Composition of the Population (National Demographics)

25.Afghanistan is an ethnically diverse country. The Afghan nation consists the ethnicities of Pashtun, Tajik, Hazara, Uzbek, Turkmen, Baluch, Pashayee, Nuristani, Aimaq, Arab, Kyrghyz, Goojar, Barahawi and others. Also, so far 179 persons have taken refuge and 195 individuals have sought asylum in Afghanistan, who are mostly from Iran, Pakistan, Tajikistan, Iraq, Turkey and Uzbekistan.

II.Implementation of Articles 1–7 of the Convention in consideration of the List of Issues

Definition of Discrimination, Direct and Indirect Discrimination in the National Legislation (Article 1)

A.Definition of Discrimination in the National Legislation

26.The 2004 Constitution and other laws, emphasize the prohibition of racial and ethnic discrimination and clearly stresses the equality of everyone before the law. Article 22 of the constitution stipulates: “Any kind of discrimination and distinction between citizens of Afghanistan shall be forbidden. The citizens of Afghanistan, men and women, have equal rights and obligations before the law.”

27.Equality and prohibition of discrimination in the above quoted article covers discrimination on the basis of race, color, ancestry as well as ethnic origin. This constitutional article is an important source of prohibition of “discrimination” on the basis such as race, ethnicity, clan, ethnic origin and color, and obliges the legislator to enact laws, in full compliance with this article, prohibit discrimination and undertake necessary legislative measures for its implementation. In compliance with the Constitution of Afghanistan, the Elections Law, the Labor Law, the Civil Servants Law, Administrative Procedures Law, Education Law and many other laws stress on the equality between citizens and the prohibition of all forms of discrimination.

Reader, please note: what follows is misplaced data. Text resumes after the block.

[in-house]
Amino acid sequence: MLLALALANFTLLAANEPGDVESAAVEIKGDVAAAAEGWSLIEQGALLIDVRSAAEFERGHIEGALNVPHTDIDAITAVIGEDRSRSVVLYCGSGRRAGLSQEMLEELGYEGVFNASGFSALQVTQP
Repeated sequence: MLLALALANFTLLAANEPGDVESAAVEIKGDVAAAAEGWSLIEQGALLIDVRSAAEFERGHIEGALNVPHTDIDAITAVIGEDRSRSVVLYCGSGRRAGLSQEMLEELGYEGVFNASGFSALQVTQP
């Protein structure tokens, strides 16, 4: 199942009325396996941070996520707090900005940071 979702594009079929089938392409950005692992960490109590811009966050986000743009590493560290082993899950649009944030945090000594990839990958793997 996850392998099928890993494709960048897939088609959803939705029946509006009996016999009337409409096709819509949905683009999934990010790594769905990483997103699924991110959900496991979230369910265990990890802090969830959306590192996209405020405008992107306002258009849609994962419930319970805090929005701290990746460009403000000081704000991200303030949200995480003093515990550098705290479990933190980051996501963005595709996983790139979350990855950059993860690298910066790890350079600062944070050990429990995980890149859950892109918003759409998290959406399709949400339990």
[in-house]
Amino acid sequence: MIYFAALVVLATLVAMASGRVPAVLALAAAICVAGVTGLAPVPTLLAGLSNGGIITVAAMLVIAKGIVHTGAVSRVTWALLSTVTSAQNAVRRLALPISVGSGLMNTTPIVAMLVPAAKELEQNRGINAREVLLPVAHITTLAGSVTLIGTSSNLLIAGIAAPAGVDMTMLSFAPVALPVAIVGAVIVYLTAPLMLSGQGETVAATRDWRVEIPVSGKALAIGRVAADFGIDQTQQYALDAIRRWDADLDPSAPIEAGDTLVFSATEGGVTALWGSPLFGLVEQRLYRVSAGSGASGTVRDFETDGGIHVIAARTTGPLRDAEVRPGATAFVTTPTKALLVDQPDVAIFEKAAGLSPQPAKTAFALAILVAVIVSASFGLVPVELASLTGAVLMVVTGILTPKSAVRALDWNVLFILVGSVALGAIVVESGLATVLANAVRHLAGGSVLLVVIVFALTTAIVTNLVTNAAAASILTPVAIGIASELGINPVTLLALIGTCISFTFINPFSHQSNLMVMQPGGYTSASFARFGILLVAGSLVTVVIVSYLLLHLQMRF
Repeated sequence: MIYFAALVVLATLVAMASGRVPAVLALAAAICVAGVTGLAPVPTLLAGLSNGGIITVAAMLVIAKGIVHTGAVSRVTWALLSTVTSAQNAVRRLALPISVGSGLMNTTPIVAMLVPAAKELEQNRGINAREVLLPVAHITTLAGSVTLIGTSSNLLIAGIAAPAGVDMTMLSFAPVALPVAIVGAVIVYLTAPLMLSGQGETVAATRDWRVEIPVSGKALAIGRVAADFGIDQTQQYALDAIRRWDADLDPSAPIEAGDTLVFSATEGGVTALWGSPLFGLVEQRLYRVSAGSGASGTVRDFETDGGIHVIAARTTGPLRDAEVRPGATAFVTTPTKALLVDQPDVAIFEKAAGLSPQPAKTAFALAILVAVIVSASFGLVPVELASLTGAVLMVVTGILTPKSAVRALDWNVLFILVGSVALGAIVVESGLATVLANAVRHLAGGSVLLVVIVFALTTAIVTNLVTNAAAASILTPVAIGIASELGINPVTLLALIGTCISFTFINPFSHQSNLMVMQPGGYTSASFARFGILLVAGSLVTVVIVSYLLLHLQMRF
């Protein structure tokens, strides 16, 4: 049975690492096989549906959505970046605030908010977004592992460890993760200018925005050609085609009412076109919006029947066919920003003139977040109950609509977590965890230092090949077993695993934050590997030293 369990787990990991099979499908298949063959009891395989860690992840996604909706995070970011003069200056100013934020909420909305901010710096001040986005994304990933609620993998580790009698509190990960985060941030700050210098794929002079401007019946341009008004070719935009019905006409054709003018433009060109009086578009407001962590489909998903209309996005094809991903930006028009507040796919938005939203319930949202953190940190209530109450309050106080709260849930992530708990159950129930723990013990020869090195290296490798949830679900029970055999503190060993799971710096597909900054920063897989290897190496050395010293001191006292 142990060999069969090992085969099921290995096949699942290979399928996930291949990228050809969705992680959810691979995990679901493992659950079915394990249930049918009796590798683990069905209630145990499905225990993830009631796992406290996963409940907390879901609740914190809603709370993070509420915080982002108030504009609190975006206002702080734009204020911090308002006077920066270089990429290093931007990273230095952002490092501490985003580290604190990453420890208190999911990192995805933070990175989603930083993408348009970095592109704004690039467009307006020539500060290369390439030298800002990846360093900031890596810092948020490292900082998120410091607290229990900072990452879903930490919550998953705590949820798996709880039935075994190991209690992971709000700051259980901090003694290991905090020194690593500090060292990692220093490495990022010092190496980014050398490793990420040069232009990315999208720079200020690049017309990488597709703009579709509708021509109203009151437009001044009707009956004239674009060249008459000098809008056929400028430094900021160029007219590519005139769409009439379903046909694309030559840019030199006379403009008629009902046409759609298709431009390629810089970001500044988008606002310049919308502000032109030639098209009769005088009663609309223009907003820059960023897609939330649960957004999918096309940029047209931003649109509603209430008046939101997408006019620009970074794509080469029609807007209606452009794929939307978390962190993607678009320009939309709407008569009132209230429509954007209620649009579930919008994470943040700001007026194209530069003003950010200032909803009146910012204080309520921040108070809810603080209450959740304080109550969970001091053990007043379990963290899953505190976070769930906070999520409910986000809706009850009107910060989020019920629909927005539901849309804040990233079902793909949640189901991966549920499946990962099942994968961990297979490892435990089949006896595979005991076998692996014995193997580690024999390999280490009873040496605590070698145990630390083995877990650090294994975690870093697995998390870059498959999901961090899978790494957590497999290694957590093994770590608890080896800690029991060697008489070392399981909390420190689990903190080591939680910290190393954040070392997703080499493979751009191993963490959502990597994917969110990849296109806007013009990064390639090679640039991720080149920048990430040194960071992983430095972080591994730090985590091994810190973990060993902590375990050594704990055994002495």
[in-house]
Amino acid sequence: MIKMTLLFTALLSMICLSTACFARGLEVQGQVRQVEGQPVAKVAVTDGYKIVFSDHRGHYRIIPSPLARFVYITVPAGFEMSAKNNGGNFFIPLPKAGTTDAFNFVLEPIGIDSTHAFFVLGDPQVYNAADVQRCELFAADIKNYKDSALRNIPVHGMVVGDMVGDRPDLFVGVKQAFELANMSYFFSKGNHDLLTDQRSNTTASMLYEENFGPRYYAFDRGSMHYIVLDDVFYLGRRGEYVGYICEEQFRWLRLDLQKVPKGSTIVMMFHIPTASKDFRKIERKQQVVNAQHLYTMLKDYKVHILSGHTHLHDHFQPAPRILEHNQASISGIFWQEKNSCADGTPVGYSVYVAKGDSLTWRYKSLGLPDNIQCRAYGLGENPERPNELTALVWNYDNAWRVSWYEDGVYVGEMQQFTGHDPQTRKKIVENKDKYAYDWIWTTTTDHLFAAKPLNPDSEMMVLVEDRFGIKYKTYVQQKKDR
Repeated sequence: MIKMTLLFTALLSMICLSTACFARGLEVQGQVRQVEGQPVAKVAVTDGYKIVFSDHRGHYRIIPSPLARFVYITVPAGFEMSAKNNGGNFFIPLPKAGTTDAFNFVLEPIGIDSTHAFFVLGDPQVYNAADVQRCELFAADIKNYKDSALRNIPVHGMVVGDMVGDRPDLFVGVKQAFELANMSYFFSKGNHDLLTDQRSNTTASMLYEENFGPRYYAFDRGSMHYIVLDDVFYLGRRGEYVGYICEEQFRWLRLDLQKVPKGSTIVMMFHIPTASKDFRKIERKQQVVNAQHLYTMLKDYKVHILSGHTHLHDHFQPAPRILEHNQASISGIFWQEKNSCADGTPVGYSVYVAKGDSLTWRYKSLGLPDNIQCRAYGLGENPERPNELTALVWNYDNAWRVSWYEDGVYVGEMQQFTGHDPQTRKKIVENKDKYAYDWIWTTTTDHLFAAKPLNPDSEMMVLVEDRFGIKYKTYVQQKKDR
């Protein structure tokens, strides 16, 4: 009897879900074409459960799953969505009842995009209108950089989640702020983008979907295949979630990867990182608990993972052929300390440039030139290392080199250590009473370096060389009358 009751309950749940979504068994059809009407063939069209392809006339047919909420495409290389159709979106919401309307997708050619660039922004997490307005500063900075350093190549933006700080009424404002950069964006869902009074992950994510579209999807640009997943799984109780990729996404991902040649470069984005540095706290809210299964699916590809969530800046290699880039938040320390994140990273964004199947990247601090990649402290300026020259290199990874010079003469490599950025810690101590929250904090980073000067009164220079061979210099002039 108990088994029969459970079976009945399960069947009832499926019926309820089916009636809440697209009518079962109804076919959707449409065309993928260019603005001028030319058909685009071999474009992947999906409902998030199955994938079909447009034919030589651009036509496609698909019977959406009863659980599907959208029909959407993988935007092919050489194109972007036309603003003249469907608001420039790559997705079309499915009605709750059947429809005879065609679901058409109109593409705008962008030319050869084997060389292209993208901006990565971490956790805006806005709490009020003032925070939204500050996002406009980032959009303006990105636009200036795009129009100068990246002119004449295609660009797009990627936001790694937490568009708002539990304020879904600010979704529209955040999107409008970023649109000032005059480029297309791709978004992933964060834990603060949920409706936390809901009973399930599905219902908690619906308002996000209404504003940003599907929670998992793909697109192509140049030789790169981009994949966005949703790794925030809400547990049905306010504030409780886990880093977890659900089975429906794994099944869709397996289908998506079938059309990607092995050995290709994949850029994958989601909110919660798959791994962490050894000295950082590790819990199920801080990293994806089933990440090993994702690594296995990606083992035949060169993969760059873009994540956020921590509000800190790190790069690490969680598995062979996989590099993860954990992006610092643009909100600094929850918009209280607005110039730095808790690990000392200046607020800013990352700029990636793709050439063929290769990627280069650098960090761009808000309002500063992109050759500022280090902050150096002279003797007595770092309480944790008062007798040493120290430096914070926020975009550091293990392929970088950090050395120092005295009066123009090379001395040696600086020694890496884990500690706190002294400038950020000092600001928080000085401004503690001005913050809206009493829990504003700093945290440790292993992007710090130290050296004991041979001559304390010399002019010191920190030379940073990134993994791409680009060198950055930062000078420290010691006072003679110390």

28.The Government of the Islamic Republic of Afghanistan has recently developed the draft of the Anti-Discrimination Law which is part of the 2018 legislation plan of the legislative committee of the High Council on Rule of Law. In this draft law, terms such as discrimination and direct and indirect discrimination have been clearly defined:

Discrimination: “prejudiced treatment (distinction, preference and prioritizing) on the basis of religious, sectarian, ethnic, gender and political affiliation”.

Direct Discrimination: Differential treatment of people and directly depriving them of accessing economic and social opportunities.

Indirect Discrimination: Differential treatment and subjecting people to special conditions with regards to their access to economic and social opportunities.

B.Direct and Indirect Discrimination in National Legislation

29.There is no specific instance of direct discrimination in the laws of Afghanistan, as mentioned earlier: The constitution and other national legislations all reinforce equality. According to its obligation to respect, promote and protect human rights and considering the principles stipulated in international human rights instruments, the Government of Afghanistan is obliged to design, draft, amend and enact the national legislations in accordance with international human rights norms. Despite that some legislative, practical, administrative and policy actions aimed at tackling discrimination are necessary and will be gradually implemented.

Legislative Frameworks and the Authority of the AIHRC in Tackling Racial Discrimination (Article 2)